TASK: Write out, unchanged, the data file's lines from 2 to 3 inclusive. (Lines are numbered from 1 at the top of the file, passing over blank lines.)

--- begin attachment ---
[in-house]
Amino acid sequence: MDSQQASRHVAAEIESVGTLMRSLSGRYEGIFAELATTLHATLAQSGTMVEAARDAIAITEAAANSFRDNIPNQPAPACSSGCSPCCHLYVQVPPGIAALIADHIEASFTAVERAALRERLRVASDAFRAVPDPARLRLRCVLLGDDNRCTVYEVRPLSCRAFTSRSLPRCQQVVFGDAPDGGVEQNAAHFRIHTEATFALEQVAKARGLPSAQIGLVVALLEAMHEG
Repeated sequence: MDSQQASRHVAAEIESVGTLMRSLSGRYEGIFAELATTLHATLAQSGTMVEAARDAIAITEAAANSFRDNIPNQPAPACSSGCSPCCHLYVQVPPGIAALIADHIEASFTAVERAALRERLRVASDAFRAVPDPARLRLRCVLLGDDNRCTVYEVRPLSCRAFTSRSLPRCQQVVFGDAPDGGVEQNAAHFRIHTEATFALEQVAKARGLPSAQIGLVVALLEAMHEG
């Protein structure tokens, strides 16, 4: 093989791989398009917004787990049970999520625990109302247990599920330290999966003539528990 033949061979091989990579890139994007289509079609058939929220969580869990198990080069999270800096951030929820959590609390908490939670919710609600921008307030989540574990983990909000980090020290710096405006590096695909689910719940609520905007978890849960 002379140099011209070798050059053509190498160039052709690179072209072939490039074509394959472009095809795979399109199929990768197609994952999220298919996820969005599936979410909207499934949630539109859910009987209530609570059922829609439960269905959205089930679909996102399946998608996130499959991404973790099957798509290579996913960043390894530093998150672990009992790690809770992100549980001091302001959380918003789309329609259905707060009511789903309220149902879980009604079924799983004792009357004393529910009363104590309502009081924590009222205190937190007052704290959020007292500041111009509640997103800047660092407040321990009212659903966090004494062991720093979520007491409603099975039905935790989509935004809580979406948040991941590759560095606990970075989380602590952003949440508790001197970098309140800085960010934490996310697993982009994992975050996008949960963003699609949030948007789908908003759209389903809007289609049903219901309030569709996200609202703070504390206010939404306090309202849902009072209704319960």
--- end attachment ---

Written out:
Amino acid sequence: MDSQQASRHVAAEIESVGTLMRSLSGRYEGIFAELATTLHATLAQSGTMVEAARDAIAITEAAANSFRDNIPNQPAPACSSGCSPCCHLYVQVPPGIAALIADHIEASFTAVERAALRERLRVASDAFRAVPDPARLRLRCVLLGDDNRCTVYEVRPLSCRAFTSRSLPRCQQVVFGDAPDGGVEQNAAHFRIHTEATFALEQVAKARGLPSAQIGLVVALLEAMHEG
Repeated sequence: MDSQQASRHVAAEIESVGTLMRSLSGRYEGIFAELATTLHATLAQSGTMVEAARDAIAITEAAANSFRDNIPNQPAPACSSGCSPCCHLYVQVPPGIAALIADHIEASFTAVERAALRERLRVASDAFRAVPDPARLRLRCVLLGDDNRCTVYEVRPLSCRAFTSRSLPRCQQVVFGDAPDGGVEQNAAHFRIHTEATFALEQVAKARGLPSAQIGLVVALLEAMHEG